Shadow Volumes

1. Introduction

Shadow volumes are a method of rendering dynamic shadows. "Dynamic" means that everything (light source, shadow casters, shadow receivers) can move and change each frame and the shadows will reflect that.

To activate them in Castle Game Engine, just set the light’s Shadows property to true. You can do this in the editor, and observe the effects immediately.

Shadow volumes in editor Shadow volumes example

Important limitations:

  • The models that cast shadows must be 2-manifold. This means that every edge has exactly 2 (not more, not less) neighbor faces, so the whole shape is a closed volume.

  • Right now only one light source can cast shadows using shadow volumes. Do not set Shadows to true on multiple lights.

2. Examples

Check out these CGE examples:

3. Features

Featues of shadows by shadow volumes (in particular, how does this technique compare to shadow maps):

  • Shadow volumes produce hard shadows. That’s both an advantage (they are as sharp as your geometry, no problems with texture resolution like in shadow maps) and disadvantage (when simulating large area lights, hard shadows may look unrealistic).

  • Shadow volumes are easier to activate. To see the shadows, just choose one light in the scene (probably the brightest one) and set Shadows to true.

    That’s it. Compared to shadow maps, you don’t need to tweak anything to deal with shadow maps resolution, bias etc.

  • Shadow volumes require the shadow casters to be 2-manifold. So you need to be more careful when modeling. Shadow volumes usually don’t work if you try to activate them on a random 3D scene. More about this below.

  • It’s difficult to compare the speed of "shadow volumes" vs "shadow maps". Both techniques are expensive in different ways. On one hand, shadow volumes require extra rendering passes (additional rendering of "shadow quads" to the stencil buffer, and then additional render to color buffer, for each shadow-casting light). On the other hand, shadow maps require updating the shadow textures (one for each light source).

  • Our current shadow volumes implementation allows for only one light casting shadow volumes. (This may be improved some day. Give us a shout at the forum if needed and support the engine development to make this happen sooner.)

    Note that shadow volumes will require more and more rendering passes when multiple light sources may cast shadows.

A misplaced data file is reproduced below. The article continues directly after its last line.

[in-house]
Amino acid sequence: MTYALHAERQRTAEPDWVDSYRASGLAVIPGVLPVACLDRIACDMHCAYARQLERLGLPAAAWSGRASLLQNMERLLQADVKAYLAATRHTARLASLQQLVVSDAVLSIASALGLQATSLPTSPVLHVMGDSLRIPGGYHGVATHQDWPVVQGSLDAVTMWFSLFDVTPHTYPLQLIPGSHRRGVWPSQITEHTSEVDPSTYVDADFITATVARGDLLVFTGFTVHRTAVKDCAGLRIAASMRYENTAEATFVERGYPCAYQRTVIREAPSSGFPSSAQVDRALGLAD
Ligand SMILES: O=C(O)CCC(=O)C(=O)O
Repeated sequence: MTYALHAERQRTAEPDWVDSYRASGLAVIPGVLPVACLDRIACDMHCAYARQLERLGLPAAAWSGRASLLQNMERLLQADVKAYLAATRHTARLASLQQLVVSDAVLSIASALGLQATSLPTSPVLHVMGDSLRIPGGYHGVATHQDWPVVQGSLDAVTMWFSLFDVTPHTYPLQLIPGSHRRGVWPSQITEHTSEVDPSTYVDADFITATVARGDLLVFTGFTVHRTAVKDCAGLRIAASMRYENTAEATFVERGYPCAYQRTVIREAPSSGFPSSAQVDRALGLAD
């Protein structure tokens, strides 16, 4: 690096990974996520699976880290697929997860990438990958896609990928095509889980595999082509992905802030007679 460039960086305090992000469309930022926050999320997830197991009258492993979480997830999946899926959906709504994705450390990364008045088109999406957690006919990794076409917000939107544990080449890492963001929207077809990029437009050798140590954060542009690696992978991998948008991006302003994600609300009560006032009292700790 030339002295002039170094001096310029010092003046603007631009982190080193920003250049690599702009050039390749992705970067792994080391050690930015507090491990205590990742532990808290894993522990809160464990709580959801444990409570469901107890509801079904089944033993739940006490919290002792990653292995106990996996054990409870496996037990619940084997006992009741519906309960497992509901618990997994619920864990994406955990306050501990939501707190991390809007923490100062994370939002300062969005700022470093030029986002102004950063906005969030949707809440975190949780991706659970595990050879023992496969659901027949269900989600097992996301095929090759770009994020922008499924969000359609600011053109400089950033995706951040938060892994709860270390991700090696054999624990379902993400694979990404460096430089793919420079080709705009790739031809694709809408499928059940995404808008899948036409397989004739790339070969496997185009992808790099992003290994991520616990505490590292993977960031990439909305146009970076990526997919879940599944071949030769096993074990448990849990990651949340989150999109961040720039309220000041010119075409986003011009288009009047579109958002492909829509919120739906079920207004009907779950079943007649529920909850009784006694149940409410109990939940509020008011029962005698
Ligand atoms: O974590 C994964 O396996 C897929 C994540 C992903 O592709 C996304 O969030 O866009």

In contrast, shadow maps support as many lights as you want already, and each light only requires to keep yet another shadow texture up-to-date.

  • Note that it’s perfectly fine to use both shadow volumes and shadow maps in a single scene.

  • Applying a texture with transparency (alpha testing) on the object has no effect on the shadows cast.

    Leaf texture with transparent parts

    E.g. if you have a leaf designed as a simple quad, with a leaf texture that has transparent parts — the shadows cast by shadow volumes will look like cast by quads, they will not reflect the leaf shape. Similarly if you make a fence as a plane with a texture.

    In general, shadow volumes cannot account for the object visual appearance like a texture. They only account for the object topology (polygons, edges, vertices).

    In contrast, shadow maps interact with objects using texture with alpha-testing nicely (fully transparent places will not cast shadows).

    Note that shadow casters may use partial transparency (by alpha testing or alpha blending). They can use material with non-zero transparency, they can use textures with alpha channel. These shapes render OK, they just cast shadows just as if they were completely opaque.

4. Shadow casters 3D geometry must be 2-manifold (closed volume)

By default, for shadow volumes, all shapes that cast shadows must be 2-manifold. This means that every edge has exactly 2 (not more, not less) neighbor faces, so the whole shape is a closed volume. Also, faces must be oriented consistently (e.g. CCW outside). This requirement is often quite naturally satisfied for natural objects.

Note that satisfying the above requirements (2-manifold, consistent ordering) means that you can also use backface culling which improves rendering performance. You typically turn on backface culling in your 3D authoring software (e.g. check it in Blender material settings) which will export it to the glTF or X3D file. Our engine will automatically follow this information.

You can inspect whether your shapes are detected as a 2-manifold by Castle Model Viewer: see menu item "Help → Manifold Edges Information". To check which edges are actually detected as "border edges" use "View → Fill mode → Silhouette and Border Edges", manifold silhouette edges are displayed yellow and border edges (you want to get rid of them!) are blue.

You can also check manifold edges in Blender: you can easily detect why the mesh is not manifold by "Select → Select All By Trait → Non Manifold" command (press F3 to find this command in edit mode). Also, remember that faces must be ordered consistently CCW — in some cases "Recalculate normals outside" (this actually changes vertex order in Blender) may be needed to reorder them properly.

Select Non Manifold in Blender

Note that each shape must be 2-manifold (by default, when TCastleRenderOptions.WholeSceneManifold is false). It’s not enough (it’s also not necessary) for the whole scene (TCastleScene) to be 2-manifold.

The shape is a smallest unbreakable unit that we pass to GPU when rendering. It corresponds exactly to glTF primitive and X3D TShapeNode. When working with Blender, each Blender object corresponds to as many shapes as you use materials in that Blender object (so, usually just one).

Putting the requirement to be 2-manifold on shape, not on scene, has advantages and disadvantages: